India at the crossroads: 75 years of the world's most populous democracy

Independence Day
At the stroke of midnight on 15 August 1947, three-quarters of a century ago, India's independence formally began. It was solemnised the next morning when Prime Minister Jawaharlal Nehru hoisted the Indian tricolour flag; an event celebrated continuously ever since. Leaving behind two centuries of British rule, Mahatma Gandhi and his followers intended to build a democratic state in which Hindus, Muslims, Sikhs, Christians and all the other religions coexisted on the subcontinent and could develop together under a democratic Constitution, something that few people believed possible in an economically backward country (cfr.  M. Khosla, India's Founding Moment: The Constitution of a Most Surprising Democracy). However, unfortunately, it did not start off on the right foot because on that same day, the partition of the British Raj into two states, and Pakistan, was consummated. And not exactly in a friendly manner, as evidenced by the fact that, first, 14 million people had to change their residence (the largest mass migration in history) and then a war broke out between them over the control of Kashmir, which would have three more replicas in the 20th century. Not to mention the uncontrolled massacres between Hindus and Muslims, with an estimated 200,000 and 2,000,000 victims, including the assassination of Gandhi in early 1948, by Nathuram Godse, a member of a Hindu extremist organisation, Rashtriya Swayamsevak Sangh. A wound so badly healed that an article drafted as a "temporary" one for the Jammu and Kashmir region, Article 370, remained in force until 2019 (if it is not already in force, because the legal situation is unclear, cfr. P. Deshmukh, “The De-Operationalization of Article 370 of the Indian Constitution”). As a matter of common knowledge, I will not add that consensus was only achieved in the Constituent Assembly (1946-1950) by drafting a very long text, the longest of the sovereign states (but not the longest Constitution: the Alabama Constitution, with 388,882 words, far exceeds India's 145,000).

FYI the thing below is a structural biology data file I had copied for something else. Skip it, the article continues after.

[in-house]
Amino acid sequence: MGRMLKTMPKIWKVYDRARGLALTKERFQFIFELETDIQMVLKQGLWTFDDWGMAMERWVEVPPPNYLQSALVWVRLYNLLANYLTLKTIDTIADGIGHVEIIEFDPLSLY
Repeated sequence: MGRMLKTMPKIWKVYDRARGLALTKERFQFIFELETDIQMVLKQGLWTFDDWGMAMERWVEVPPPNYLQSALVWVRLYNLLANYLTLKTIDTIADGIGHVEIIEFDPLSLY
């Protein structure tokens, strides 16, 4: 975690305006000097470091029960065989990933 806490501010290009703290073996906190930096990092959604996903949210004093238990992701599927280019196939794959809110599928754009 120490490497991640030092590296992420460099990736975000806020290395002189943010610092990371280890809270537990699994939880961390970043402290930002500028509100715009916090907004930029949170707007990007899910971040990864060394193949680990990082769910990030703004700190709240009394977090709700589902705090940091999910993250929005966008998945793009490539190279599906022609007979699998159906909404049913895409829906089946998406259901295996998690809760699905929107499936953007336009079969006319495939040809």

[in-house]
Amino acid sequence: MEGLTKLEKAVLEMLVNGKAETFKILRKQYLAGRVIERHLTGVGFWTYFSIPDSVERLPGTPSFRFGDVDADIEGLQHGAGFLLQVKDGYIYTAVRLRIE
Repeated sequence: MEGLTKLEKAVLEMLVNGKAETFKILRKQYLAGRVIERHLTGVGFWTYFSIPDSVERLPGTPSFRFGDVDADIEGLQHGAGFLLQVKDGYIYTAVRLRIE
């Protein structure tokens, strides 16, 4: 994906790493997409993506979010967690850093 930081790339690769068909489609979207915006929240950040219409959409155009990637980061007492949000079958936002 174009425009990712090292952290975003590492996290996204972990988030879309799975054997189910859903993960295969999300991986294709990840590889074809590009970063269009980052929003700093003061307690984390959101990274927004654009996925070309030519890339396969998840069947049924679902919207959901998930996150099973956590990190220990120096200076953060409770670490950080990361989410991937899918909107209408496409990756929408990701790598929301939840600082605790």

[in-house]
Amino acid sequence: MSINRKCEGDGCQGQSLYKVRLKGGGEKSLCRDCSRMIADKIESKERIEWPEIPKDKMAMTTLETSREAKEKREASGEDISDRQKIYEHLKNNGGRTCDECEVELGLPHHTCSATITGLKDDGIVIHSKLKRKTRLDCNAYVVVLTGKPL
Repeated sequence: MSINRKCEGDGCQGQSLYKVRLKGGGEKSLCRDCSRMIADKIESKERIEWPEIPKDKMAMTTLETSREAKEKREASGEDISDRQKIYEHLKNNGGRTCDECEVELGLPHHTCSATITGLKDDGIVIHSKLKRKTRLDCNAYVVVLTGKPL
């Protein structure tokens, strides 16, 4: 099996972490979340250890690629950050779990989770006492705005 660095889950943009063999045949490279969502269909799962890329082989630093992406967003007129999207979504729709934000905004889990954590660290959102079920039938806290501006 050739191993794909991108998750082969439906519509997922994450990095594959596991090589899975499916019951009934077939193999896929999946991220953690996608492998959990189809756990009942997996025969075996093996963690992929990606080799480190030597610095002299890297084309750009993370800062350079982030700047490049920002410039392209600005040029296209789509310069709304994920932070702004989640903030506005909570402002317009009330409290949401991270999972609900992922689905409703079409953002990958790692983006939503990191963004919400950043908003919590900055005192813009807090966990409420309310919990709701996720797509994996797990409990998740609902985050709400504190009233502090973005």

The first decades of self-government